It’s time for another sequel to a previous list of Switch games, friends. We’ve recently made additions to our favorite JRPGs and fighting games on the platform, and the next one to get its update is our list of favorite 3D platformers. As with the other recent recommendations, this isn’t a replacement for the previous one but an addendum to it. All of those games on that original list are still worth checking out and will not be repeated here. Let’s give some newer or quirkier ones their time to shine.
Super Mario 3D World + Bowser’s Fury ($59.99)
This shows how long ago that first list was, I suppose. Super Mario 3D World + Bowser’s Fury offers up two experiences in one package. One is a spiffed-up port of the Wii U Super Mario 3D World, an excellent platformer that is a blast to play in multiplayer. The other is the all-new Bowser’s Fury, a shorter and more experimental take on 3D Mario that has you earning Shines in a continuous open world. Being able to play with a friend or three helps this stand out among the other 3D Mario choices on Switch.
Kirby and the Forgotten Land ($59.99)
Here’s another one that can be fun to play with a friend. Kirby takes his first waddling steps into 3D, and it turns out Kirby takes to the third dimension quite well. Explore a brand new world and use Kirby’s new Mouthful mode to do some truly horrifying things. I mean, horrifying in a cute way, but still. As is always the case with Kirby games, you can make this one as chill or intense as you like depending on how you approach things.
Crash Bandicoot 4: It’s About Time ($39.99)
This game, on the other hand, is the exact opposite of chill. Crash Bandicoot 4 is a very difficult game, and if you mean to actually complete it 100%? I hope you keep plenty of padding nearby to catch your controller when you throw it again and again. Setting aside the high level of challenge, this is a surprisingly faithful and well-constructed sequel to a series that had gone a very long time without one. It has lengthy, intricate levels with devilishly clever sequences that will test your skills, wits, and patience.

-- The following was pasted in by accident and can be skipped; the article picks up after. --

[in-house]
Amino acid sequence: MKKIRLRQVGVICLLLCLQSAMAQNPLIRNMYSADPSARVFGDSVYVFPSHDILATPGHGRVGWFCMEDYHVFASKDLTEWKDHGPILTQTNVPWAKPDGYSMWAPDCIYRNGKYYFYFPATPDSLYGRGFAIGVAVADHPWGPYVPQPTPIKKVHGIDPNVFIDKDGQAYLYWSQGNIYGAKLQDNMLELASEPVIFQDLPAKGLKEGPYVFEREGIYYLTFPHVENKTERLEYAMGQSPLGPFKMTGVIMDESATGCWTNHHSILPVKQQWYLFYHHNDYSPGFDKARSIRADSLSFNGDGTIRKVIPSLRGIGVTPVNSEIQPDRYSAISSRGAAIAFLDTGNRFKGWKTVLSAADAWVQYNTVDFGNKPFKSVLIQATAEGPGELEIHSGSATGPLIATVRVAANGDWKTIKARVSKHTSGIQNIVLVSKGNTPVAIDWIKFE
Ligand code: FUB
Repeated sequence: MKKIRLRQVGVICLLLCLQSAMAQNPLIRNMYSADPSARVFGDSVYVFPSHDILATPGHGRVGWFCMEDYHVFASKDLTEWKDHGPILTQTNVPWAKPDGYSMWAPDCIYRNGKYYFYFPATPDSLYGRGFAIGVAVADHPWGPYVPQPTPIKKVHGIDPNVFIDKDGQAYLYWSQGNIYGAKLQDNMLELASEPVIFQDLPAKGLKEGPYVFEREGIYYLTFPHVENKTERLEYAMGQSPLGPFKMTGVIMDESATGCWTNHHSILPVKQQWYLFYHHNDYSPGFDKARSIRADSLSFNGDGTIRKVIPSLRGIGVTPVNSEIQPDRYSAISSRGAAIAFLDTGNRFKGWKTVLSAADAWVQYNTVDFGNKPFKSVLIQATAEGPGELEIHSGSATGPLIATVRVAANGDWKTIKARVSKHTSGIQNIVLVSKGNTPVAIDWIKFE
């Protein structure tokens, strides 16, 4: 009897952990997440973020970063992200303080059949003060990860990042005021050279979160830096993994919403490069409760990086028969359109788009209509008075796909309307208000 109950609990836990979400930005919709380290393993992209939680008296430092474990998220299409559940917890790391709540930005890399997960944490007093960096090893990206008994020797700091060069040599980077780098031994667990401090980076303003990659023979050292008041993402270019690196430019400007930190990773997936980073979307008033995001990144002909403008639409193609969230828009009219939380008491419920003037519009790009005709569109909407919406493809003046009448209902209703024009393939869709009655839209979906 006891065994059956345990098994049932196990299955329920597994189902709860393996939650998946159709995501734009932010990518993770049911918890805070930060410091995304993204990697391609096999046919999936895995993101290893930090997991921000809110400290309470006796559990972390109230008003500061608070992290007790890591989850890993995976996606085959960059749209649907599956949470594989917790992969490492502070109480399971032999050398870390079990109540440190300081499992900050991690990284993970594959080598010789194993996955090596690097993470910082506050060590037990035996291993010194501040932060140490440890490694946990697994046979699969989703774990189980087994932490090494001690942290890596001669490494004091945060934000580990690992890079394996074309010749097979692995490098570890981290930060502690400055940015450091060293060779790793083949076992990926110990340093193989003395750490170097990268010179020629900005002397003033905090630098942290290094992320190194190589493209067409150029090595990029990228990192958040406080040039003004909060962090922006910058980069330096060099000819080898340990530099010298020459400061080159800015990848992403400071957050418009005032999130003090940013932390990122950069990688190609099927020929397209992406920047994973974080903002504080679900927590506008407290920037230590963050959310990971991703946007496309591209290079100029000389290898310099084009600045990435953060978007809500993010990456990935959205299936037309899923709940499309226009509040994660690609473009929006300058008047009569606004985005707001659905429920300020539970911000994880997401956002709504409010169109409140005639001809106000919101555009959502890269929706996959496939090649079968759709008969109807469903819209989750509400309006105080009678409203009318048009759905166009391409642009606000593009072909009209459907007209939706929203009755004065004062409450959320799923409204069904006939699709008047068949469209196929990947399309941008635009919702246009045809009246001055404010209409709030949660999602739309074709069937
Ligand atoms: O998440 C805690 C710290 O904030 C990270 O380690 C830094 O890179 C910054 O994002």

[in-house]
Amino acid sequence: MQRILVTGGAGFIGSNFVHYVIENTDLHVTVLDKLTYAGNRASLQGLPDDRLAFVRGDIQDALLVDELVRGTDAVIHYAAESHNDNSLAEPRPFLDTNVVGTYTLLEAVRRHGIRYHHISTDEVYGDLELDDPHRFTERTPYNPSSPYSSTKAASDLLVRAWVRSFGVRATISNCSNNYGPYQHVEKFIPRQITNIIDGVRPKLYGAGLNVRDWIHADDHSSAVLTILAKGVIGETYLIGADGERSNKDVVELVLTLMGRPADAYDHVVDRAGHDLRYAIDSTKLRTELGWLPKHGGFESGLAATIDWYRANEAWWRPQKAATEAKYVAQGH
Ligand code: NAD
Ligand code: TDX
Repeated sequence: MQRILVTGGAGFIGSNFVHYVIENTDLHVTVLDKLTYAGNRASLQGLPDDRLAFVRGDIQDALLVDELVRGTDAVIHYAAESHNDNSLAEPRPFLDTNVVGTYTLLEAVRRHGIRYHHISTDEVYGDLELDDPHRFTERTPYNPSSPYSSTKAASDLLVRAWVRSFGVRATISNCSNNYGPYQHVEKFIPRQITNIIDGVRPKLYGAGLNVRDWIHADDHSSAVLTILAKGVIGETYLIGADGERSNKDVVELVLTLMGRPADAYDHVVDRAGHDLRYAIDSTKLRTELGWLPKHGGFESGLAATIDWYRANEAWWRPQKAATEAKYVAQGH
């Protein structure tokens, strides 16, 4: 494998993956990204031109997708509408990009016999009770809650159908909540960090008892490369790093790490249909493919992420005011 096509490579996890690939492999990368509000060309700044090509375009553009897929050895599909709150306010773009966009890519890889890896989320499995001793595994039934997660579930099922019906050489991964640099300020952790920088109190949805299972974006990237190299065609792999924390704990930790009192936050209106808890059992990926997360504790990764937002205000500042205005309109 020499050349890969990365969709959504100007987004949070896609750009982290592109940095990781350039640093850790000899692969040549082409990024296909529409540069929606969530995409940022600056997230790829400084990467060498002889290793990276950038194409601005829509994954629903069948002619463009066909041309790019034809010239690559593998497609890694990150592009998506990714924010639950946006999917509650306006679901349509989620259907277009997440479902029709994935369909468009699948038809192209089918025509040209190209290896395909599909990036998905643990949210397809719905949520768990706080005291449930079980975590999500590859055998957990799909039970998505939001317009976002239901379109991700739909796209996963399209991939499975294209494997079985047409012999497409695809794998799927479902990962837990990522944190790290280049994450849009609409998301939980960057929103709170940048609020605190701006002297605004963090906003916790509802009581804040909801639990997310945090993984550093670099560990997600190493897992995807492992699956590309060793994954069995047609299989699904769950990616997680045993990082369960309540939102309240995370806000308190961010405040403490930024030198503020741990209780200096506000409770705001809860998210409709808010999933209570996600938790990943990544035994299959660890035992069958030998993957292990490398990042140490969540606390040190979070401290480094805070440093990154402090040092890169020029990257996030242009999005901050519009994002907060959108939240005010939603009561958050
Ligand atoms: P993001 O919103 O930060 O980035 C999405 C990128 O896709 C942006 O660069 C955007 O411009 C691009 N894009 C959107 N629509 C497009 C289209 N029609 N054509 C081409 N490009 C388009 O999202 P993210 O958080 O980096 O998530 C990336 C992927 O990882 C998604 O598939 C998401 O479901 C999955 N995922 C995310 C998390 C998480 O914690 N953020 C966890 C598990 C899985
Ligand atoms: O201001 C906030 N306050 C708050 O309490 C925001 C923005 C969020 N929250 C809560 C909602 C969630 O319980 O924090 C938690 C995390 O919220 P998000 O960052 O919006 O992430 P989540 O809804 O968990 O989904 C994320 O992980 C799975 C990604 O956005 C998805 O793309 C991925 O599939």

Sonic Frontiers ($59.99)
I know this might be a controversial one, but I personally think Sonic Frontiers is a unique, highly enjoyable take on 3D Sonic. It has a lot of flaws, but there’s a certain compelling quality to it that kept me coming back until I finished it. For better or worse, there aren’t many 3D platformers like this one. Will it lead to a new era for the Blue Blur? Probably not, but let’s enjoy the interesting games when we get them. One to nibble on little by little over a span of time.
It Takes Two ($39.99)
We’ve seen other multiplayer 3D platformers on this list, but this is the only one that requires a second player. You can’t play this alone, but the game does its best to provide you with every option for pulling in another player with support for online and local multiplayer and the ability for two people to play off of one copy. Given that the designers know that you’ll be playing this with another human, the level designs take full advantage by creating situations that require two people working together to solve. I’m not as enthused about the way the story works, but I can set that aside to enjoy the high-quality platforming on display here.